This means I started this just as any other fiction story, just hoping to be entertained and not really concerned about the political content which, as expected, can make a lot of sense for those interested but that can be easily overlooked for those more focused on other elements.
What is really amazing here is the progress of the main characters' relationship. How they start talking more often, how, as time goes by, they get to trust each other and share things, even if by phone or email.

I'm really glad the author has depicted these characters: Alex is an American with different roots, he is confident, he knows what he wants out of life and he respects the tactics to make things smoother for his mother who, not only is a good president and needs support from every place she can but who is also a loving mother and he doesn't want to let her down.
Henry has a more complicated family life, especially since his father has died and his mother seems out of reality most of the time. He feels the pressure of tradition and expectations in a different way to Alex but that is one of the things they bond over.

Both characters have an interesting secondary supporting cast, namely both their sisters, who do help a lot with some situations.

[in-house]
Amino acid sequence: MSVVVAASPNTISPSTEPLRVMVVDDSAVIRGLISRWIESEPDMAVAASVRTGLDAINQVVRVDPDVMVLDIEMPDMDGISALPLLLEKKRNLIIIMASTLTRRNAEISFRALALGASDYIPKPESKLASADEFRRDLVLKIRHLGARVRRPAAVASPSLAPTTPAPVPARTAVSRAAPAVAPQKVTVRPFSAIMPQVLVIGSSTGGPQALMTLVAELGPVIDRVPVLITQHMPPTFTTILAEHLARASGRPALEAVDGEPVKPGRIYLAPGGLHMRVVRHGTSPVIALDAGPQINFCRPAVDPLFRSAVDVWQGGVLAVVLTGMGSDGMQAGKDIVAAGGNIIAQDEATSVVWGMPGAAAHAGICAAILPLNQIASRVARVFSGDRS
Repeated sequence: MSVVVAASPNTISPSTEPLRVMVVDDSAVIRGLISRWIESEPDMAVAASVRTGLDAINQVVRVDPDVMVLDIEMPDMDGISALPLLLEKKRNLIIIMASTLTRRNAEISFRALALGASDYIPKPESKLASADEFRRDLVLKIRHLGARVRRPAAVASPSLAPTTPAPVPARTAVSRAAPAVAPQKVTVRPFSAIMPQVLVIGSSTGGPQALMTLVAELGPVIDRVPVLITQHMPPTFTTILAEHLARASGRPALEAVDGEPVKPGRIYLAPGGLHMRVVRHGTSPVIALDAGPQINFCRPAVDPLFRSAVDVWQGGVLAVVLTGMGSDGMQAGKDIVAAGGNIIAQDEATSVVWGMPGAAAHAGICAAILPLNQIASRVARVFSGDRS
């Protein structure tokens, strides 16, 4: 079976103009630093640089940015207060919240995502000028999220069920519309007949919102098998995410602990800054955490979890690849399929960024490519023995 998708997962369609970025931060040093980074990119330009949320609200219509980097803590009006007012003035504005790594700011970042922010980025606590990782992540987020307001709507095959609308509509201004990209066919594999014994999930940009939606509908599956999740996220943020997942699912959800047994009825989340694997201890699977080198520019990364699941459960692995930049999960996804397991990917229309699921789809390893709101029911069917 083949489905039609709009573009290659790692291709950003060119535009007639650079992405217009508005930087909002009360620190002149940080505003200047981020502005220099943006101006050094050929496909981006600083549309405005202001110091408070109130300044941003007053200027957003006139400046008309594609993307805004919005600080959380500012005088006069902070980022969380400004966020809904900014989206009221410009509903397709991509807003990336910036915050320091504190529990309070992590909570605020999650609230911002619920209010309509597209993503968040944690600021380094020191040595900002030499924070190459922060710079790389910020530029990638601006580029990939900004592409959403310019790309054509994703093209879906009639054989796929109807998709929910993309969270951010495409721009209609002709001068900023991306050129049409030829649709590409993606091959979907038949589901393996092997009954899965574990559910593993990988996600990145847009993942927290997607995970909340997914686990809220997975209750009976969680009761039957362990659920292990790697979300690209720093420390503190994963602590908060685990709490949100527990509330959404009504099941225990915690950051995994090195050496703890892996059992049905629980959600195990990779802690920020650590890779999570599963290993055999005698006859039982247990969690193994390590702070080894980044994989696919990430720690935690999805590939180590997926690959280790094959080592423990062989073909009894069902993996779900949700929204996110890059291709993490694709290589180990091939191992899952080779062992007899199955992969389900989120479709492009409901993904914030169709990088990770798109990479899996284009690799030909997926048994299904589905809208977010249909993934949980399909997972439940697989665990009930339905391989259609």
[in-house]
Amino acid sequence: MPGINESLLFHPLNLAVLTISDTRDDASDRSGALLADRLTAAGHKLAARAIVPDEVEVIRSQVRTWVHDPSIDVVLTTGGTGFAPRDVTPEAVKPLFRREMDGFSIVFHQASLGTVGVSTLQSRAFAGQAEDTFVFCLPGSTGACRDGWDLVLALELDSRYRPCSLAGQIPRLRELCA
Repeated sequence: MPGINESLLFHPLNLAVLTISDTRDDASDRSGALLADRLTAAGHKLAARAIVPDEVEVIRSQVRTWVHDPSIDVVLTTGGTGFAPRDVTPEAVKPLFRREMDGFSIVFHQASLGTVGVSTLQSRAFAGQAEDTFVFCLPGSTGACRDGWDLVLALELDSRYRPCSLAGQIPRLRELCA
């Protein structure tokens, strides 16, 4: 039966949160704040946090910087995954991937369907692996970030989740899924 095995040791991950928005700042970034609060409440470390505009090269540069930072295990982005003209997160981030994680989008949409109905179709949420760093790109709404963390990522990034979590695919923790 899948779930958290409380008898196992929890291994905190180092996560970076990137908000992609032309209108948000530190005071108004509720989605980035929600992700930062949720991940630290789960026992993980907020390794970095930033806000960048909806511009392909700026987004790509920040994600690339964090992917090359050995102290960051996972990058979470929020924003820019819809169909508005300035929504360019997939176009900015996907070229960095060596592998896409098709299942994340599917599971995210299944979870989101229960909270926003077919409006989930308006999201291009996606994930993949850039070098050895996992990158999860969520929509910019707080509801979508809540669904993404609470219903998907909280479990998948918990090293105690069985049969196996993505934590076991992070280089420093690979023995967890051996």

The situations they see themselves in can seem a bit too posh, too unlikely but one must think about the settings and the ideas we all have about what life must be like for the elites.
It was, therefore, quite a great tactic to make Alex and Henry as human and fools in love as they could because I really liked reading about them and their romance. What is probably the least interesting element is the fact we get third narrator but always from Alex's POV. I'd have liked some scenes between them to be from Henry's side too.

The romance is super cute and absorbing and so emotional I went along them in their emotional journey. The way things happen, they way the author portrayed them especially Alex first inkling eh had stronger feelings for Henry, right after their first kiss...this is the type of story I like. A story where we get to see the importance of the little things as much as the big scenes. A story where the main couple isn't immediately certain of what's between them and things progress slowly but realistically for two people with doubts and careful about their feelings.
Thinking on this, I liked the sex scenes were more often alluded to and not too explicit but I'll admit I wouldn't have minded a bit more as they got to become closer and closer.

Basically, I liked every aspect of their romance. The phone conversations, the emails, the attempt to joke and the banter, the longing looks, the I-love-you declarations... the end.
The story is not perfect because some scenes don't seem to move along as smoothly but honestly I couldn't care less, it was just so cute to read about Alex's unawareness he was attracted to Henry and how they solved that issue... I'm certainly going to re-read my favorite scenes often.

This is only the third 5 starts books (according to GR) I loved this year. But of the three, it is by far my favorite, even for the simplest of reasons: it was adorably addictive to read.
Grade: 9/10